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Lack of representation dispirits the Oscars race

The Academy Awards have long been the barometer for film, recognizing what the Academy of Motion Picture Arts and Sciences deems the best technical achievements, performances and films of the year. Winning an Oscar is often seen as the crowning achievement of one’s career in the film industry.

However, despite its prestige, the Academy has faced several years of backlash for the lack of diversity in its nominations and inability to reflect the increasing number of voices putting their stories to the big screen. According to a 2012 study conducted by the Los Angeles Times, 5,000 of the Academy’s 5,765 members were 94 percent white, 77 percent male and 86 percent age 50 or older. The Academy has invited more than 2,000 new members in an attempt to combat this issue, resulting in a 2016 class comprising 46 percent women and 41 percent people of color.

The new Academy makeup seems to be a distinct mark of the changing times. In 2016, “Moonlight,” a nuanced triptych of an African-American coming to terms with his sexuality, won Best Picture over “La La Land,” a musical ode to traditional cinema with a predominantly white cast. Last year, Greta Gerwig became the fifth woman to be nominated for an Academy Award for Best Director for her directorial debut in “Lady Bird.”

Nevertheless, when the 2020 Academy Award nominations were announced on Monday, Jan. 13, all five Best Director nominees were men and 19 out of the 20 acting nominees were white. The assertion that the best achievements in film this year were primarily at the hands of white men is simply untrue. ”Little Women” and “Portrait of a Lady on Fire” are only two of the many female-led films to garner critical acclaim; “Us” and “Parasite” subverted genre to create inventive and original stories with people of color at their centers. The Academy’s failure to recognize the increasingly diverse scope of storytelling in the industry today is just that: a failure — a failure to change its reactionary core of members, adapt to a changing industry and maintain its credibility as the most prestigious awards show.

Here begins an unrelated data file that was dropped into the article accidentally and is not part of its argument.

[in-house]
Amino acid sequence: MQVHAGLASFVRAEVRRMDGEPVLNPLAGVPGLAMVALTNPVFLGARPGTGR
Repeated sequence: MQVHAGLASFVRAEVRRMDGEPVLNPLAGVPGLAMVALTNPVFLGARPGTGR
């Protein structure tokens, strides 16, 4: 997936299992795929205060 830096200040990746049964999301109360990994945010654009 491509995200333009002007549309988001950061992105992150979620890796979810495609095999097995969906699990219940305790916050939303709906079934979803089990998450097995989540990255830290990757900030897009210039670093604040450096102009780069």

Since 2008, the percentage of female directors by award is 4.9 percent at the Directors Guild of America Awards, 4.5 percent at the Golden Globes, and the Oscars as the most exclusive at 3.2 percent. The Independent Spirit Awards is the exception, nominating eight women for Best Director in the last four years and proving that it is possible to award female directors the recognition they deserve.

The lack of awards show recognition for female directors largely stems from the engrained perception that directing is a man’s job. When a male director is nominated, it’s because he deserves it. When a female director is nominated, it’s to fill a quota or conform to the increasingly politically correct entertainment landscape. In the 92 years of Oscars history, only five women have received a Best Director nomination and only one — Kathryn Bigelow for “The Hurt Locker,” a film centered on the male experience in war, moreover — has won.